Thursday, October 18, 2012

Teamsters strike Md. dairy for 5 tough weeks (UPDATE)

Our striking brothers in Cumberland, Md.
(UPDATES to correct it's Joint Council 62, not 67.)

Potomac Dairy is refusing to even talk on the telephone to Teamster Local 453 members who've been on strike for nearly five weeks. Management just peers out the window at the strikers. Meanwhile, local grocery stores say they're losing a quarter of their business.

Local 453 President Larry Wolfe says they've been at the table for a year and a half. Not only is the pension issue of great concern, but 15 months of retroactivity and holiday pay is at stake as well. The members say they've been working six-day weeks for 10 hours a day. From a Joint Council 62 website:
Local 453 represents drivers and production workers at the Cumberland dairy plant and others working in Virginia and West Viginia. The company provides dairy products to local schools and convenience stores.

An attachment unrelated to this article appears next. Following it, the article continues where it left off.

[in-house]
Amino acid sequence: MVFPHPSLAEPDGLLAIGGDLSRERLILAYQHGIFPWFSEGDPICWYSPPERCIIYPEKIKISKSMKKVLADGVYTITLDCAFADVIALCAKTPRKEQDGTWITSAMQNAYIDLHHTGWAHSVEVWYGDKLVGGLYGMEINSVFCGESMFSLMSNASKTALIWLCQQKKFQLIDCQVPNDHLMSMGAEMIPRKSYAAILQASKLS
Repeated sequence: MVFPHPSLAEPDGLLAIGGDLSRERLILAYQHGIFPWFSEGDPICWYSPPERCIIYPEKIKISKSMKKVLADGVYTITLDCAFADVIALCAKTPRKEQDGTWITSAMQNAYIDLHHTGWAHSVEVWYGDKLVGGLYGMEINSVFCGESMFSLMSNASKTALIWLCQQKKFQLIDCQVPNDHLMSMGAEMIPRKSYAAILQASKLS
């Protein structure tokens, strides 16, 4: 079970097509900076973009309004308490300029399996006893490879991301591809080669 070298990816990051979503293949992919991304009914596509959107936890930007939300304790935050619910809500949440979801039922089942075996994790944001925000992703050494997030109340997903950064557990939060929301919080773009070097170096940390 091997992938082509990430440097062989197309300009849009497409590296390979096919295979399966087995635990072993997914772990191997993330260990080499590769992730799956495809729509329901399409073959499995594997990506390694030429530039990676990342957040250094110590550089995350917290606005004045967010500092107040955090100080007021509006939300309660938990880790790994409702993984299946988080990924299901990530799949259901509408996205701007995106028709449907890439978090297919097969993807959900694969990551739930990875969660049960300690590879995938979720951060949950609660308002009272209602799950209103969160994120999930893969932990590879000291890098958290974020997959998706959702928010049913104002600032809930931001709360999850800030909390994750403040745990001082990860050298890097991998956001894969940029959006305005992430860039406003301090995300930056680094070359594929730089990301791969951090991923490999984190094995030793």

The Teamsters have represented workers at Potomac Farms for decades, and the relationship with the employer has always been a good one. In 1984, the Galliker Dairy Company of Johnstown, Pa., acquired the Potomac Farms Dairy operation. Since then labor management relations have been handled by the corporate parent. "This is the most anti-worker company we've had to to deal," Wolfe said.
The local television news,, reported on the strike today. We tried to watch the video and failed, but maybe you can see it here. tells us:
Yeah, well, not so much anymore.
"I want this over," says Ronnie Shambaugh, a striking dairy worker. 
It's been over a month since Potomac Farms Dairy workers went on strike. 
"We're getting very small pay from the teamsters now: some of us are surviving on a hundred dollars a week right now," says Thomas Fair, a striking dairy worker. 
The workers' union rejected the business' offer that would cut their pension and pay back in June. Since then, they haven't heard a word. 
"They'll stand at this door and window and peer out, they won't respond to you, they won't respond to us, it's such a terrible position for a company that used to be thought of as the local cow," says Larry Wolfe, President of the worker's union, Teamsters Local 453. 
When WHAG approached the Potomac Farms Manufacturing building, the doors were locked and a front-door buzzer responded, "we have no comment."
Stay strong, brothers and sisters.